Submitted by: Alicia (Mooney) Trask
NANNY MOONEY'S WEDDING RING FOUND AT LAST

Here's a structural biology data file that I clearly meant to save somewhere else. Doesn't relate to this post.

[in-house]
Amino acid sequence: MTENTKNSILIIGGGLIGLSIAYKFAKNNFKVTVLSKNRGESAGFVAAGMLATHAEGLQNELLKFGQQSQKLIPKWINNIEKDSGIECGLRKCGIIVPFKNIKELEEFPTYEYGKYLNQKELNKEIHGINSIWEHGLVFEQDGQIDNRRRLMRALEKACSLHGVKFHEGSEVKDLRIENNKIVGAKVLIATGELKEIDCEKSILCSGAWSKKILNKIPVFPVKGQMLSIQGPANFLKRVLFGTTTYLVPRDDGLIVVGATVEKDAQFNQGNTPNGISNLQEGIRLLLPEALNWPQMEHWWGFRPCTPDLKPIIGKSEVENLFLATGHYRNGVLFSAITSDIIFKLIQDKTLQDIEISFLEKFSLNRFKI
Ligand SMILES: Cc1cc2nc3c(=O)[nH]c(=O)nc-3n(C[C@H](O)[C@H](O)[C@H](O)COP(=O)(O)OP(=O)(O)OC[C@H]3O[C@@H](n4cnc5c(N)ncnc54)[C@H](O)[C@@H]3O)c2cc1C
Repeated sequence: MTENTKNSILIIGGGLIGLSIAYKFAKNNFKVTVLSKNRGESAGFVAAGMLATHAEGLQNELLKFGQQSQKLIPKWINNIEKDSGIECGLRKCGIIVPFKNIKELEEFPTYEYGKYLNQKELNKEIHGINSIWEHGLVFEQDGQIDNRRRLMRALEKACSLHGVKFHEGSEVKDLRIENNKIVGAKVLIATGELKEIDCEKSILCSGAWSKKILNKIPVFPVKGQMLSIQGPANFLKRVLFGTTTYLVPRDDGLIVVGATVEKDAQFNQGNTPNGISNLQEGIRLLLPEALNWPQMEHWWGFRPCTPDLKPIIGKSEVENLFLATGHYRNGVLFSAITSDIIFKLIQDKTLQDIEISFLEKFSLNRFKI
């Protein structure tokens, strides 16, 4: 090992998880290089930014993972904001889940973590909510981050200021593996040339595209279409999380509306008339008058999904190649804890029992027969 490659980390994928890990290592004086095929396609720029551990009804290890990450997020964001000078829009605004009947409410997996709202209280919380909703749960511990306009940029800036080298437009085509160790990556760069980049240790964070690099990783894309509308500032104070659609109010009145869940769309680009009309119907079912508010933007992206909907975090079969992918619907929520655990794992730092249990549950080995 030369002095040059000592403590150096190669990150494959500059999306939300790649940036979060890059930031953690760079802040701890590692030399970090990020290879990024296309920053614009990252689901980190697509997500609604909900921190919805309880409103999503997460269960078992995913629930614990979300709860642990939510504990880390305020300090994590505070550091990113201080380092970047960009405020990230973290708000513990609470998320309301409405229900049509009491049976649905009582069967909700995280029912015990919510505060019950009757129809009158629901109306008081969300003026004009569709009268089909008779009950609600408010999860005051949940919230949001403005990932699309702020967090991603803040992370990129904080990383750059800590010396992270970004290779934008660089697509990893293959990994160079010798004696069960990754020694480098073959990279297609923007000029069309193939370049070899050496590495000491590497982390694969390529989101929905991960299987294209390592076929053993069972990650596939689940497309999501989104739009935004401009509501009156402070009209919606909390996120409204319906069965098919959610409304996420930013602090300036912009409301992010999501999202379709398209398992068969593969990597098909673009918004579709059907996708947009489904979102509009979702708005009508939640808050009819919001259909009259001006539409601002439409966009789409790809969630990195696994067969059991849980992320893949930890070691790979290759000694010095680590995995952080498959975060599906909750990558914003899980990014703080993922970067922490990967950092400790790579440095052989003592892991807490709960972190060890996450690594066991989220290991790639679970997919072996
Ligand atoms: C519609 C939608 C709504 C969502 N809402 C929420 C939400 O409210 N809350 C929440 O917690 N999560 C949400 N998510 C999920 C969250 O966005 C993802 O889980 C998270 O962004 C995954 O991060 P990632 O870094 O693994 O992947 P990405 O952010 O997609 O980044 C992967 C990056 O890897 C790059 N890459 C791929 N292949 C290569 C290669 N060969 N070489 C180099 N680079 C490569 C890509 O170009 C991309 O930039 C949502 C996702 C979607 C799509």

I will start this story by telling a little bit about my family. This story started on April 23rd, 1933 when my parents Reginald Mooney and Annie Critch married at Church Of The Assumption in St. Mary's, SMB. That was the day that Reginald placed this ring on his love Anne. Reginald was a Light House Keeper and Anne was a Teacher. They took up residence at the Lighthouse in Point La Haye. Their first child Anita was born January 1934, followed by Doris, Betty, John, Myrtle, Jim and Nora, all born in the Lighthouse. After they left the Lighthouse they moved into a house in the Park (Point La Haye South). Delores and Frank were born in the Park. With the family arriving at an alarming rate, a bigger house was needed, so my Father purchased a house originally used as a School House in the Gulch (Point La Haye North) the house was brought to St. Mary's on skids with the help of a lot of men from surrounding Communities, to where it now stands, the house was 100 years old in 2016. After their move to St. Mary's the family welcomed Gert, Doug, Al, and Alicia, the family was complete, 13 children. The first grandchild to be born into the Mooney clan was Gary, and here is where the story of the lost ring began. Both my parents had great faith, and when someone was sick my Mother believed that her wedding ring which was blessed had the power to cure. So when Gary's Mom Betty was experiencing some health problems. Mom suggested she wear the ring and bless herself with it every night. While wearing the ring Betty was washing dishes and while throwing out dishwater the ring accidentally came off her finger. Every effort at time was made to locate the ring, but to no avail. My Mother called upon her faith for divine intervention, and so began the prayers to St. Anthony. We even enlisted the use of a metal detector, Mom never lost hope that the ring would eventually would be found. Reginald and Anne's Granddaughter, Maxine husband (Phonse White) and Grandson Michael Parrott wife (Tina), Noraâï¿½ï¿½s children, are now the proud owners of the Mooney House in St. Mary's. To celebrate the 100 anniversary of the house, a big party with family and friends was planned for August 2016. While doing some yard work to prepare for the 100th Anniversary Celebrations, Maxine turned over a sod and what she found was as amazing as winning a lottery. Her Nanny Mooney's wedding ring after 61 years. The celebration of the house was made even more special with the finding of the ring. Maxine had the ring on display for everyone to see and each person was given the opportunity to wear the ring for a little while. My Father and Mother have since passed as well as a number of my siblings. May their gentle souls rest in peace. Because my Mother's motto was 'Peace'ï¿½ above all else. Our wish as a family is that this ring brings peace and tranquility to all who come in contact with it?